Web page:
In fact, by the time the trade with Europe started, the Yoruba language had become the lingua franca for peoples beyond the Oòduà (Yorùbá) ethnic homeland. Writing about the Aja kingdom of Allada in 1668, Dapper said: “Their own mother tongue is by them little regarded; therefore they seldom speak it; but they are obliged to speak mostly Alkomijs which in their country is regarded as a noble language.”16 One Father Columbin of Nantes visited the coast of West Africa as head of the French mission in 1634 and 1640. In a letter to the higher authorities of the mission, he wrote as follows about the Benin kingdom: In this kingdom, the people may very easily be led to embrace the faith, and priests can live here with greater ease than in other parts of Guinea because of the healthy climate …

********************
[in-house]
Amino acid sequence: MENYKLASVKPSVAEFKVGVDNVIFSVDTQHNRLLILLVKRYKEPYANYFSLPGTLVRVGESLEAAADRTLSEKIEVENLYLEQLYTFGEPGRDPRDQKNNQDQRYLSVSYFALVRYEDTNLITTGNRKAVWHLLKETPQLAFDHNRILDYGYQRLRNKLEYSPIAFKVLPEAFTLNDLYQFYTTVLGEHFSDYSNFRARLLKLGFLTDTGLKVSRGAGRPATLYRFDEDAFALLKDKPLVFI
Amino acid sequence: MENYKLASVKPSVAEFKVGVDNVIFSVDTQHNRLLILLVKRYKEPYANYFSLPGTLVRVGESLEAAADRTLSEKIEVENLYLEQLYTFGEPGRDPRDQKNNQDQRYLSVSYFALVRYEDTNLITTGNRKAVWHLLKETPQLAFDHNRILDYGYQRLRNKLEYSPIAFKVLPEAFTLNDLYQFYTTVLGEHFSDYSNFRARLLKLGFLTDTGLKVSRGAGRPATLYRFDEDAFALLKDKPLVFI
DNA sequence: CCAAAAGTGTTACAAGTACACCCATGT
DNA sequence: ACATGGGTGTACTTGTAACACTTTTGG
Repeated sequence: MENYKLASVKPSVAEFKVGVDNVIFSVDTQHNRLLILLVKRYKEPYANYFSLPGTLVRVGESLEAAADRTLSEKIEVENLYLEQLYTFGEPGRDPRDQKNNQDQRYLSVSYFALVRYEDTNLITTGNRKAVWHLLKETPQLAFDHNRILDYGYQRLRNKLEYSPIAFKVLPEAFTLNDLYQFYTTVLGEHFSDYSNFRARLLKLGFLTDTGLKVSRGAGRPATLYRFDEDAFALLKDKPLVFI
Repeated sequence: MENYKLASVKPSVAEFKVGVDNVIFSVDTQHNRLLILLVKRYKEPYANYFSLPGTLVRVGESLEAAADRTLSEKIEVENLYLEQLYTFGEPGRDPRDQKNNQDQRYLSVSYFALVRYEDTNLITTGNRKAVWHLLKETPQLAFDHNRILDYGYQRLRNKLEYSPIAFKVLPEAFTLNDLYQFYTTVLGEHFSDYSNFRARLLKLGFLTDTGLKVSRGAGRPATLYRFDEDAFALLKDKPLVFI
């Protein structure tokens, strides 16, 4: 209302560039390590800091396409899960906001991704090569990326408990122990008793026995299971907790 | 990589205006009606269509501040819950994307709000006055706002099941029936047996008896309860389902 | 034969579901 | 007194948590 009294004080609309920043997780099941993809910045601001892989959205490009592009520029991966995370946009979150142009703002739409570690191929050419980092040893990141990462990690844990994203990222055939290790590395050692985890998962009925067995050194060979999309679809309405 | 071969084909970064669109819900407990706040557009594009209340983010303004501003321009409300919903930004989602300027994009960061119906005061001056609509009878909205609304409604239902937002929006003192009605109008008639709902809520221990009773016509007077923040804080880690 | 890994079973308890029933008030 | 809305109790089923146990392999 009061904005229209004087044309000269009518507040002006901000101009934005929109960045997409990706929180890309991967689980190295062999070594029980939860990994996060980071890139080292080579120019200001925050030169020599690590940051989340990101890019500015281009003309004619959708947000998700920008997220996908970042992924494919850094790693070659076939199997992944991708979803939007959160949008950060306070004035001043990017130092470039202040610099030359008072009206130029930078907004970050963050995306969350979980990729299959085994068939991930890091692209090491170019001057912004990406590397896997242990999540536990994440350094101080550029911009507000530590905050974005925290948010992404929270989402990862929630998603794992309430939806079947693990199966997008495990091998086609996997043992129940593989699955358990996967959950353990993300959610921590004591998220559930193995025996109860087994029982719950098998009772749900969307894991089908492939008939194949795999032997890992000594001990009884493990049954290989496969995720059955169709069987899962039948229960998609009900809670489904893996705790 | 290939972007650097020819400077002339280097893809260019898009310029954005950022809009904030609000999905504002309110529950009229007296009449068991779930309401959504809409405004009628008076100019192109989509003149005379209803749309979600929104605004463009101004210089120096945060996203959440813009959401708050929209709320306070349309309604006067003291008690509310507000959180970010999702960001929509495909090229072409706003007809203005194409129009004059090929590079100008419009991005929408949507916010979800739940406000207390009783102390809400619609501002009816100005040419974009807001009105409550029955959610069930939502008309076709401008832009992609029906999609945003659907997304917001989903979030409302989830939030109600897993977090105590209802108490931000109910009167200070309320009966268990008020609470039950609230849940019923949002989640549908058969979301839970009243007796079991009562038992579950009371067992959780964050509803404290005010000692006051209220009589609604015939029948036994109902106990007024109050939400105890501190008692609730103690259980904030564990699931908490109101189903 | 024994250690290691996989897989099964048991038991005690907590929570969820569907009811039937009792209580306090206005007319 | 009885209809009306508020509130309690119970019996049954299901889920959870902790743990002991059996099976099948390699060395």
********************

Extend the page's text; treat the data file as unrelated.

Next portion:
Their language is simple; it is called Licomin language and is universally used in these parts, just like Latin in Europe. Europeans along the West African coast called the Oòduà (Yorùbá) Lukumi, Lucumi, or Alkomin (and endless variations of it), and the Yorùbá language Alkomijs, Licomin (and other variations).
Thus, Dapper’s Alkomijs and Father Columbin’s Licomin meant the same — the Oòduà (Yorùbá) language. The use of the Oòduà (Yorùbá) language, therefore, linked together not only all parts of the Oòduà (Yorùbá) homeland but also areas extending beyond. As earlier pointed out, the Aja country, commercially, was essentially part of western Oòduàland (Yorùbáland). Such an expansive cultural and linguistic continuum provided great opportunities for commercial development.
The creation of the Oòduà (Yorùbá) cities and towns, some housing the thrones of kings, all ruled by well-organized governments, was another important factor. It opened up and civilized the Oòduà (Yorùbá) forest and grass homeland and turned it into a land wherein people could roam at will.